He said lower prices are attracting business from a number of buyers that wouldn’t normally buy from the United States this time of year, like Egypt, Taiwan, Pakistan and a number of Southeast Asian nations. He said the USSEC is also working to build demand in markets that currently have very low meat consumption.  

“We want to get into those places and really help them develop as China developed. That’s not going to happen overnight, but we think that by taking that step, and really focusing on that, it could be an important thing for long-term demand prospects for U.S. soy,” Sutter said.

While soybeans bear a large part of the value of China’s tariff burden, pork products are being hit with another burden. China already had a 12% tariff on pork products and added 25% on April 2 as retaliation for the U.S. steel and aluminum tariffs. Friday’s announcement adds another 25%, bringing the overall tariff rate to 62%.

A study by Iowa State University found producers lost about $18 per pig following the April tariff hike. On an annualized basis across the industry, that adds up to $2.2 billion, and National Pork Producers Council communications director Dave Warner said it’s too soon to know what affect Friday’s tariff will have.

Complicating matters is the U.S. pork industry was primed for expansion, with the U.S. expecting 8% production growth for this year and next year combined. With five new slaughter facilities under construction, packing capacity is set to increase 10%.

“All of this was done predicated on getting the TPP done and growing our exports,” he told DTN. “And of course these tariffs don’t grow it, they shrink it.”

Another issue to consider, he said, is it’s hard to find an alternative buyer for the types of pork products the U.S. sold to China, like variety and organ meats.

Warner said the pork industry recognizes what the administration is trying to accomplish with Friday’s tariffs and agrees that China needs to play by the rules. But now it’s time for USDA to explain the details of how it plans to help farmers dealing with the fallout of a trade war they didn’t create, he said.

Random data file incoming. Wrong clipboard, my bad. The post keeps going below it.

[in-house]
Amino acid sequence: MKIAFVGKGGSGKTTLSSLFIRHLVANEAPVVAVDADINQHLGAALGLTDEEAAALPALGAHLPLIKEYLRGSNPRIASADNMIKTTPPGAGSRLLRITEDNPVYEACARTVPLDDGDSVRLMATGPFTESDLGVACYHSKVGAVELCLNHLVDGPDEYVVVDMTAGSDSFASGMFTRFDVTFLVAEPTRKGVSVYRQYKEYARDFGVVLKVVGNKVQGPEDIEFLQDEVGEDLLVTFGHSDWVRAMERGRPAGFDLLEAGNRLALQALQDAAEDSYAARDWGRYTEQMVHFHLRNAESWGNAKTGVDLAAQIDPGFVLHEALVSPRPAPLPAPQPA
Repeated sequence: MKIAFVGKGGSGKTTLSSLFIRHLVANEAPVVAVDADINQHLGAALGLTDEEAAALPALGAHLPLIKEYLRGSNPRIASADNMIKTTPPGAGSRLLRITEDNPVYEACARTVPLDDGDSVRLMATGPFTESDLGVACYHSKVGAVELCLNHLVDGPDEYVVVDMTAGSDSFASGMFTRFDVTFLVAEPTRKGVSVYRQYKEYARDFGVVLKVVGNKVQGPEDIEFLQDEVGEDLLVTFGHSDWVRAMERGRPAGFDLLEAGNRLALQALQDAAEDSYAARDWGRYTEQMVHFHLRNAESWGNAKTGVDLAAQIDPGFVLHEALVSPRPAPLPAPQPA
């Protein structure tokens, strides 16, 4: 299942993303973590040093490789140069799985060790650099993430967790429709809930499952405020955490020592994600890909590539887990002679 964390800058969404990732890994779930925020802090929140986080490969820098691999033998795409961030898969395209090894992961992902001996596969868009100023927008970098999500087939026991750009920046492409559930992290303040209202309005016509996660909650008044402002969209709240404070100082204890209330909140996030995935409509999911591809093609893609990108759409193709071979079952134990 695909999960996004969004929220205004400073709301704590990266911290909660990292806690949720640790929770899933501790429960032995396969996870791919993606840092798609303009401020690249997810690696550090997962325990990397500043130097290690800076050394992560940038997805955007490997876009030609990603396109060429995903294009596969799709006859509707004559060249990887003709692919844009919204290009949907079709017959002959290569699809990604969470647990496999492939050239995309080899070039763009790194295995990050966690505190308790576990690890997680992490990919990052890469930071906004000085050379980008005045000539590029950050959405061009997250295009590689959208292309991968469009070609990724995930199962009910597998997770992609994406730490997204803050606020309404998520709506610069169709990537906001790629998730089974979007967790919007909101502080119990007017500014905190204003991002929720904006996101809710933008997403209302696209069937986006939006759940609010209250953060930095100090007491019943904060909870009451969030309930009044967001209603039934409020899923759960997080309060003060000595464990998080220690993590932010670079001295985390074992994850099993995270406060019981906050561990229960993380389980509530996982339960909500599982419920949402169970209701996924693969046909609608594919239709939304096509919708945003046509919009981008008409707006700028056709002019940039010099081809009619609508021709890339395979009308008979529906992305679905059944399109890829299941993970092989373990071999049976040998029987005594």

“That would go a long way to easing the mind of these farmers,” Warner said. “They’re trying to be good patriots, as one of our producers said. We want to be a good patriot here and support the administration in its efforts to get all countries to play by the rules, to have free and fair trade, but he doesn’t want to end up being a dead patriot, meaning go out of business, because of the financial losses that would accumulate if this goes on too long.”

Wipf said the financial burden American farmers bear is a direct contradiction to what the president said on Twitter earlier this year; that trade wars are good and easy to win.

“When they’re saying things like that, it betrays a bit of blissful ignorance of the nuances of the global trade situation that farmers rely on,” he said, adding Trump sold himself as the deal-making president, and now is the time for him to deliver. He’s assembled a good team of negotiators, and they need to find a solution that doesn’t involve a long, drawn-out tariff fight.

While Wipf is disappointed to see the tariffs go into effect, work on the farm goes on. He plans to use his drone to check on his corn crop’s tasseling progress after rains helped it along.

His farm avoided the hailstorms that hit in other parts of the state, and he says both his corn and soybean crops have strong potential.

“With these prices, we’re going to need it. Every bushel,” he said.

Katie Dehlinger can be reached at Katie.dehlinger@dtn.com

Follow her on Twitter @KatieD_DTN